The origins of Hillsong (Part 7): Wagner acknowledges Hillsong & AOG are NAR.

Many people assume that the origins of Hillsong originated from Charismaticism, Pentecostalism or the Salvation Army – however this is not true.

This series of articles looks at the history of the New Order of the Latter Rain (NOLR) and how it overtook the AOG in NZ, the AOG in Australia and how Frank Houston, the founder of Hillsong/Christian Life Center, was instrumental in spreading Latter Rain influences throughout New Zealand and Australian churches.

In this article we will report on what Wagner had to say about the NAR taking over the Australian AOG.


The New Apostolic Reformation cult preach a false Jesus, false gospel and New Age metaphysical teachings and strategies in an attempt to bring heaven to earth.

To understand the backdrop of the situation so far, it’s important to familiarize what Frank Houston embraced and practiced in New Zealand regarding the New Order of the Latter Rain cult. Read here:

The origins of Hillsong (Part 1): The New Order of the Latter Rain
The origins of Hillsong (Part 2): Hillsong founder under the “New Order” cult
The origins of Hillsong (Part 3): Frank Houston’s takeover and makeover of NZ AOG
The origins of Hillsong (Part 4): Like dictator, like son
The origins of Hillsong (Part 5): Hillsong founded by John the Baptist?

The origins of Hillsong (Part 6): Latter Rain theology in Hillsong worship

Below we have an excerpt from Wagner’s book ‘Churchquake!’, which gives an overview of the New Order of the Latter Rain pushing the Charismatic Renewal on the Australian AOG in an attempt to establish its ‘endtime’ governing Apostles and Prophets.

02CWCPortrait_Peter Wagner

C. Peter Wagner – Leader (now deceased) of the New Apostolic Reformation acknowledges Australian AOG were taken over by Latter Rain/Cahrismatic leaders who helped establish NAR Apostles such as Frank and Brian Houston.

Wagner even pointed out that his friend David Cartledge was “perhaps tinged with Latter Rain influence” and that this affected the AOG geographically where Cartledge was located. This Latter Rain influence was the heresy of governing Apostles and prophets, one of the major influences, as mentioned by Wagner, were “New Zealand churches.” That being the New Zealand AOG churches which were already converted through Frank Houston’s Latter Rain heresy.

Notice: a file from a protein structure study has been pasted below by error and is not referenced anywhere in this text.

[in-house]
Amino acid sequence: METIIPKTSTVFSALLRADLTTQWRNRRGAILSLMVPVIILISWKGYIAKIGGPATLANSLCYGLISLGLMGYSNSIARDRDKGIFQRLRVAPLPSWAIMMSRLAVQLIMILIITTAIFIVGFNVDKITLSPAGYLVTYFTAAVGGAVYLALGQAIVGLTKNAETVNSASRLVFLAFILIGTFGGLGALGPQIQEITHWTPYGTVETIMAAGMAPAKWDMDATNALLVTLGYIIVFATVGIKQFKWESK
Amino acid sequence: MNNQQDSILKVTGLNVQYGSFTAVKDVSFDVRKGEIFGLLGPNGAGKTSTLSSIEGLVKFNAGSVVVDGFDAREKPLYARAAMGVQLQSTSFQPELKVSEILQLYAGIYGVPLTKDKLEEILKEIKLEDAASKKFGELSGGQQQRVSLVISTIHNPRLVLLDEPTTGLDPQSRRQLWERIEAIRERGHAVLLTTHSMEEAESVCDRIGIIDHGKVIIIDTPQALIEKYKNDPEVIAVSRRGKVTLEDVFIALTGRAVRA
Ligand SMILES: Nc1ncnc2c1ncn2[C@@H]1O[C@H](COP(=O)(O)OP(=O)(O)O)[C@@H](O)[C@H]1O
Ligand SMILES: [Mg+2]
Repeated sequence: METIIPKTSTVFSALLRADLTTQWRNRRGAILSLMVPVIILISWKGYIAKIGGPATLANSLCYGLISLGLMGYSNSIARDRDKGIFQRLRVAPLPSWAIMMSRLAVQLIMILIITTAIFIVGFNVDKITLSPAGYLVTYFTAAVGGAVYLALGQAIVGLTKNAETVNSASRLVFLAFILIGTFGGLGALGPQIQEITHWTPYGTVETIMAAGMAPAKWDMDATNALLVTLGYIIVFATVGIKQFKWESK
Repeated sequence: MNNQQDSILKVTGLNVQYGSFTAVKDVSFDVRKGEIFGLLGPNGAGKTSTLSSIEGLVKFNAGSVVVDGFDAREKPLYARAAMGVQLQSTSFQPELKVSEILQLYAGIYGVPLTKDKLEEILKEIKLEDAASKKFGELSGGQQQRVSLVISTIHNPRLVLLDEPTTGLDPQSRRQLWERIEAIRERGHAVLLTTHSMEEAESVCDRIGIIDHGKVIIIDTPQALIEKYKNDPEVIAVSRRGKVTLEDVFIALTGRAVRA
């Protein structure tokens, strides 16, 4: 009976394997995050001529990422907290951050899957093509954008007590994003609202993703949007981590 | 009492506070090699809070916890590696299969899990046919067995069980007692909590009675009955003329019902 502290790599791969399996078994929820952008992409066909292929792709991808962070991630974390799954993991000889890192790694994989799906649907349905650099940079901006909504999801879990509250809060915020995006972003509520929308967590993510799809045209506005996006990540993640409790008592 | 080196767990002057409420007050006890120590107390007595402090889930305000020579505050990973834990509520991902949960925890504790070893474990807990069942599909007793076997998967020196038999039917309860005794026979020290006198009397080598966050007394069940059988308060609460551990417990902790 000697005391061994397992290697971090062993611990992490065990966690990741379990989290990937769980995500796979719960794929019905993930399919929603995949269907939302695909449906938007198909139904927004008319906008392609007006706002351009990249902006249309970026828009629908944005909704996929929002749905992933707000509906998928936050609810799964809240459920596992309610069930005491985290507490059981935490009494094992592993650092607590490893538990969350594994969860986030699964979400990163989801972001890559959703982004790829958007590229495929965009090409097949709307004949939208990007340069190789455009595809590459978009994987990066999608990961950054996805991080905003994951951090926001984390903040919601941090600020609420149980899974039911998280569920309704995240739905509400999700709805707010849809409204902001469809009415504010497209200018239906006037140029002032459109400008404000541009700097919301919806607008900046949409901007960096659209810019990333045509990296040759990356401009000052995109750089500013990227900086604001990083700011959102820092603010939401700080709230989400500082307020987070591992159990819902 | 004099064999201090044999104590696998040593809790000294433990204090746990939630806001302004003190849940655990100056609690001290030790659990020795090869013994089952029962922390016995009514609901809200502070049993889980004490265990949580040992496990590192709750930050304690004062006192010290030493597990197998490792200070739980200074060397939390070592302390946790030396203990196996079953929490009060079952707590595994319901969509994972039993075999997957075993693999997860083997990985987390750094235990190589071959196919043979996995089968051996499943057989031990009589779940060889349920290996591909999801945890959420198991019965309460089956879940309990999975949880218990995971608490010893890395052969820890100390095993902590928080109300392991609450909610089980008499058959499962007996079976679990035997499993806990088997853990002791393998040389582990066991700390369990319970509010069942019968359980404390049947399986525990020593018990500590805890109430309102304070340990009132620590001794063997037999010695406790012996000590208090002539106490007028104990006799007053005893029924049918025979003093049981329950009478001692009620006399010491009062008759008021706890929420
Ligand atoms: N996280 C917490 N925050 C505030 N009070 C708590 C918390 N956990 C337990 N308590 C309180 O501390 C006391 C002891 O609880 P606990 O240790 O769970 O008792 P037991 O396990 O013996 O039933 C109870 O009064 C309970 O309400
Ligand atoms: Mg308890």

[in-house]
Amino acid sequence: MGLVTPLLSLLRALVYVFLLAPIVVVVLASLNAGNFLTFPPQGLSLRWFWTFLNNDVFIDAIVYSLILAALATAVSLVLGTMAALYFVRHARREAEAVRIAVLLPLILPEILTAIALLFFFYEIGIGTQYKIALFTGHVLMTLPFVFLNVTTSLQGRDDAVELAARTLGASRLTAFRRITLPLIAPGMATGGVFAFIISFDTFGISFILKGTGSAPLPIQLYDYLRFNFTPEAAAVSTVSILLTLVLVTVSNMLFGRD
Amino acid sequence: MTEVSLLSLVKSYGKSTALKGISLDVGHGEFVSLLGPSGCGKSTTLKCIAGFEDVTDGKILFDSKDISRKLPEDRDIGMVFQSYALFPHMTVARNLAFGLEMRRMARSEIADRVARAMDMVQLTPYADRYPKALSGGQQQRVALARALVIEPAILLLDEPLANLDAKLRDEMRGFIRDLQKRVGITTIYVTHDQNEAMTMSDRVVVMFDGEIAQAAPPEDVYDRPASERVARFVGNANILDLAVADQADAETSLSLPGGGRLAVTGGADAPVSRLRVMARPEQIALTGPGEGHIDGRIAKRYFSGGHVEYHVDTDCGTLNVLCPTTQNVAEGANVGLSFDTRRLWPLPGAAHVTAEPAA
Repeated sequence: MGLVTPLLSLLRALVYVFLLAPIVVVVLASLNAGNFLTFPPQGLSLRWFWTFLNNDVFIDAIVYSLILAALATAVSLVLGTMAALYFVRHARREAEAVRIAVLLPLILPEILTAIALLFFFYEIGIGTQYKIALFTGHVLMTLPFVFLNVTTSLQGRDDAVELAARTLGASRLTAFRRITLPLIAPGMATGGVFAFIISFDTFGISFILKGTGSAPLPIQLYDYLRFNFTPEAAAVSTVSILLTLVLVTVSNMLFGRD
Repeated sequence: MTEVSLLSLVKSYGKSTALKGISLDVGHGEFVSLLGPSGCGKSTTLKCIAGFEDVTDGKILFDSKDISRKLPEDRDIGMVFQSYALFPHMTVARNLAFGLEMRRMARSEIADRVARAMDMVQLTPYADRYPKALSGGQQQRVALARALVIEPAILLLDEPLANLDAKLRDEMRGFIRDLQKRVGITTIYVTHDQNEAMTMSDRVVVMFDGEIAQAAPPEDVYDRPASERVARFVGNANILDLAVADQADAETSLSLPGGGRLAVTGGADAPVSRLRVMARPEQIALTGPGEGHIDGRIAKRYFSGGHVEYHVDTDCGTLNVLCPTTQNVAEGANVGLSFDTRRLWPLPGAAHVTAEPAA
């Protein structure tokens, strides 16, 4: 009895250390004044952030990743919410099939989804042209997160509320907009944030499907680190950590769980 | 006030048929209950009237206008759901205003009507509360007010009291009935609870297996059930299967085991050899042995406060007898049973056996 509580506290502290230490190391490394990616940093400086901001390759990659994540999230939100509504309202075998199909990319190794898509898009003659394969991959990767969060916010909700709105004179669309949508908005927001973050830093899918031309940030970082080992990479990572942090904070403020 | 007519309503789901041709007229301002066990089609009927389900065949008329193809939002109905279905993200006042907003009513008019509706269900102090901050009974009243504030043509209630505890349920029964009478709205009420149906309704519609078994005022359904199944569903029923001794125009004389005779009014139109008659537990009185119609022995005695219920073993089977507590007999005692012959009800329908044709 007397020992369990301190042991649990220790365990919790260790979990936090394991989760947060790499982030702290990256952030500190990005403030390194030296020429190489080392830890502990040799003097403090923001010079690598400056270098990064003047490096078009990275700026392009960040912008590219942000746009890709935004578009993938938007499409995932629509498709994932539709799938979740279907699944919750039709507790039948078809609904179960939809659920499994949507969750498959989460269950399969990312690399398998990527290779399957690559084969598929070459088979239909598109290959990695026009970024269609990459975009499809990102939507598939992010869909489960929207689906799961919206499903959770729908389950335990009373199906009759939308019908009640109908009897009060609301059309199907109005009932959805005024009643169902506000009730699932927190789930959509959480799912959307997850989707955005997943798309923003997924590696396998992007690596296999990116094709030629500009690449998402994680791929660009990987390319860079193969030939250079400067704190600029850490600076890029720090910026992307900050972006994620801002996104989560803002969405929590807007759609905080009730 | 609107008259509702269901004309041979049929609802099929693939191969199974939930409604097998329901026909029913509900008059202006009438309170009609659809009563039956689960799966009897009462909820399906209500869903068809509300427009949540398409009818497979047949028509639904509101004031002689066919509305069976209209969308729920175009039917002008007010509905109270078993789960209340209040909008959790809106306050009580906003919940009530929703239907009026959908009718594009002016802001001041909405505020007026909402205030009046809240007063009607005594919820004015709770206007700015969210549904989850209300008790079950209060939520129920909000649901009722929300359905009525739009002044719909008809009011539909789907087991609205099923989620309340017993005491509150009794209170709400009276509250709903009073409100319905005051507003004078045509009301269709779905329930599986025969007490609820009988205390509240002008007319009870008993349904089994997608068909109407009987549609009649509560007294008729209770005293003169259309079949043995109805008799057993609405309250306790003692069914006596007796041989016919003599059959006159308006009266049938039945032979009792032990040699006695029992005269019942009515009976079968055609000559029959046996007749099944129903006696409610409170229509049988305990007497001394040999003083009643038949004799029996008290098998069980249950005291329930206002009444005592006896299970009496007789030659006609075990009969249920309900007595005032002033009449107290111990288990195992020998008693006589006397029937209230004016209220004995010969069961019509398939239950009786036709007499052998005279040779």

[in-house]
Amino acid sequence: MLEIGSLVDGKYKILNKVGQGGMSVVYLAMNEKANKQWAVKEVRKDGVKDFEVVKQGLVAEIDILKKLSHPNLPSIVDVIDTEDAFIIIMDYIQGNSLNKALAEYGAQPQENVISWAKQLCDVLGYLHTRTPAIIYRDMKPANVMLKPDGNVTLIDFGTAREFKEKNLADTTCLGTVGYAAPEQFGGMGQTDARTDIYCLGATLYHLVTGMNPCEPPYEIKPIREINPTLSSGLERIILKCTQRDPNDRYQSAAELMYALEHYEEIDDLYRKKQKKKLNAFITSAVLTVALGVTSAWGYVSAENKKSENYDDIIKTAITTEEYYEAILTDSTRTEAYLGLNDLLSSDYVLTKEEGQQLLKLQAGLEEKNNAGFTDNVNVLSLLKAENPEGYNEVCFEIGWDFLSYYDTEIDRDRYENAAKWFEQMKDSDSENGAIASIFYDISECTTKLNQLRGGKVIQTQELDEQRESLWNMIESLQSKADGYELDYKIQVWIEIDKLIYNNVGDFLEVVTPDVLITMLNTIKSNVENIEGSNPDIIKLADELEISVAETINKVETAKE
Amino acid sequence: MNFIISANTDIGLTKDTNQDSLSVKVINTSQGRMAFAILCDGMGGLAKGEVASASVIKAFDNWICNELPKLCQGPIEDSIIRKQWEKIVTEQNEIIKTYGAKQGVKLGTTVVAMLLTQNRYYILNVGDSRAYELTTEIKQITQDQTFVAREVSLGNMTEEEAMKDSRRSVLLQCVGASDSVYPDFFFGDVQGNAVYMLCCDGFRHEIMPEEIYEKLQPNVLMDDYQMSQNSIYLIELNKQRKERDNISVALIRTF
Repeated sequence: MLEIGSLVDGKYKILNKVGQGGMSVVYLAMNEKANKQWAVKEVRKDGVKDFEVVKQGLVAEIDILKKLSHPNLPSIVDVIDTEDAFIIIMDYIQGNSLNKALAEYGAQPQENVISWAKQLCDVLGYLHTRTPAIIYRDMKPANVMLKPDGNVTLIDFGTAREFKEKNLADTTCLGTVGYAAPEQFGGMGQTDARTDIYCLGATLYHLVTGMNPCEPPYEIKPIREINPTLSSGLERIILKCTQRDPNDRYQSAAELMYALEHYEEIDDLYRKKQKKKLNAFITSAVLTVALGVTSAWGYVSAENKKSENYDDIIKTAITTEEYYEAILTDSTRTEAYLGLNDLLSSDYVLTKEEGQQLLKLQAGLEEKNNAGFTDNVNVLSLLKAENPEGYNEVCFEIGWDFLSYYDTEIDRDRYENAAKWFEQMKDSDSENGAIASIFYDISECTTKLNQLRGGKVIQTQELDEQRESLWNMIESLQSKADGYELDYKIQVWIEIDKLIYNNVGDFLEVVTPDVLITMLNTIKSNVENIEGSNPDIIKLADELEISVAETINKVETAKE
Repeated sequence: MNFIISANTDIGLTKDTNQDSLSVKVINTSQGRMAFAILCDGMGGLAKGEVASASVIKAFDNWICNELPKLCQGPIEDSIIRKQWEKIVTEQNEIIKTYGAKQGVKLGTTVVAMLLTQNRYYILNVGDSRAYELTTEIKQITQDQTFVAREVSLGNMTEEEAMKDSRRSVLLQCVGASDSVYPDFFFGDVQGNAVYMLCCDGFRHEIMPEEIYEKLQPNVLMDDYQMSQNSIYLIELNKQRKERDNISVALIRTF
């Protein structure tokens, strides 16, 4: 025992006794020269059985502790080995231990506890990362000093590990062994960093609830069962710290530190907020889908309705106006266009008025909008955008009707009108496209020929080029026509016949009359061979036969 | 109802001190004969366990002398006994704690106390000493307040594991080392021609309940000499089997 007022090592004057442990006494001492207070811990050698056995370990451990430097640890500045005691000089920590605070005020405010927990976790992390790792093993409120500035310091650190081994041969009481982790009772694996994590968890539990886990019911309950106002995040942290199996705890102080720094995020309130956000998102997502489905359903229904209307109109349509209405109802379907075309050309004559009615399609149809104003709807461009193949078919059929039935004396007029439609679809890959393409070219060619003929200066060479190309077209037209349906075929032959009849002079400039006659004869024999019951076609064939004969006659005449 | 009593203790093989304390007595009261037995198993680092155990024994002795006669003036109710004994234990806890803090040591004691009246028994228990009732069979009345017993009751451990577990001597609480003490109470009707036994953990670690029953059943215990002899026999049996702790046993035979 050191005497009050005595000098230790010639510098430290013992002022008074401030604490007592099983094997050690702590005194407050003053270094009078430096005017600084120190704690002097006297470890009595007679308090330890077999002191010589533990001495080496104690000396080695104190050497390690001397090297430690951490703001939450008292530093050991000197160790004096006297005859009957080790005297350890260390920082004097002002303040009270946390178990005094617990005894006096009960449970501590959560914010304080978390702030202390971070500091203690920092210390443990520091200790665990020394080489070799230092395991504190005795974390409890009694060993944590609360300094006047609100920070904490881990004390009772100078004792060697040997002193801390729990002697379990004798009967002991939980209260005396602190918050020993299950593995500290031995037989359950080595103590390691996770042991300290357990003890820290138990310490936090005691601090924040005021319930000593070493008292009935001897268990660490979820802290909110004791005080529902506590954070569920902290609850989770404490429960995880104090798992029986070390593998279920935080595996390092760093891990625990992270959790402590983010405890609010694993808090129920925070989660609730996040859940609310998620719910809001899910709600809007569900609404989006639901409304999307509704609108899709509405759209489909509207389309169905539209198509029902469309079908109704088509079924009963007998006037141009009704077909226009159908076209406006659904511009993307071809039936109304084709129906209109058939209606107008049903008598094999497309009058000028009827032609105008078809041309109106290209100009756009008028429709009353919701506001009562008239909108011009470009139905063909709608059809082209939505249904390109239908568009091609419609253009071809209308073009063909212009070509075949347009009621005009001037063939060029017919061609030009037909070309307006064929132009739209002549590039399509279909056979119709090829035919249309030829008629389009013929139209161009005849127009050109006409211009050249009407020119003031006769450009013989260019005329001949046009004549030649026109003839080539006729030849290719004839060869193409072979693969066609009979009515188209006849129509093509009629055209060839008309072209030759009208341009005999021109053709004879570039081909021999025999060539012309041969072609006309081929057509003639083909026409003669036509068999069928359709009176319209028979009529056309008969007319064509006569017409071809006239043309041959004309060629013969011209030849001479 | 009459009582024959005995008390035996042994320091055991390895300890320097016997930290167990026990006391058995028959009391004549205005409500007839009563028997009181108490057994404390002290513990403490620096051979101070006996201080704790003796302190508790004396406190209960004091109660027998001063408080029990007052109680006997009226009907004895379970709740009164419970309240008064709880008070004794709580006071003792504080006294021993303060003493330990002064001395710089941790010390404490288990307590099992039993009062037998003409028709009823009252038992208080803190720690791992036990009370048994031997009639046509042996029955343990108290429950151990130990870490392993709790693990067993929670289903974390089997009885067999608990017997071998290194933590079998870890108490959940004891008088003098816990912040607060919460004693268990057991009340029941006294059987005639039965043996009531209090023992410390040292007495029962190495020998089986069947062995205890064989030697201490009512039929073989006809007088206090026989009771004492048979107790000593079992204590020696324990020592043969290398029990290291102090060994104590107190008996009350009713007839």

Remember, by this stage Frank Houston already gutted Pentecostalism in the NZ AOG and revolutionized it with his New Apostolic regime. Andrew Evans, Reginald Klimionok and David Cartledge among others wanted this type of new ‘spirit’ and new church model established in the Australian AOG. And as even Wagner and Cartledge point out, Pentecostal as early as 1972 attempted “to stem the tide.” The AOG found more of their churches “being renewed.” Wagner even pointed out that AOG leaders then at “the next national conference … introduced to attempt to expel all pastors of the renewed churches from the denomination.”

The point is this – the NAR Apostles, Prophets and leaders were hostile. They defied the AOG leadership and eventually performed a mutiny where they unethically obtained control of the denomination, attempting to destroy Pentecostalism and rolling out their Apostolic regime throughout all AOG churches in Australia.

Since then they have their ‘henchmen’ running around Australia, conditioning members to bend the knee to their infallible regimes, new teachings and prophecies. The names in bold in the below excerpt are Apostles of a core team that were crucial in overpowering the Australian AOG through brutal means.

You will note towards the end of this excerpt, Wagner suggests and later acknowledges that Frank Houston and Brian Houston are of this Apostolic Network and that they are Apostles simply because they were in Apostolic positions in the NAR-controlled Australian AOG.

C. Peter Wagner writes (emphasis ours),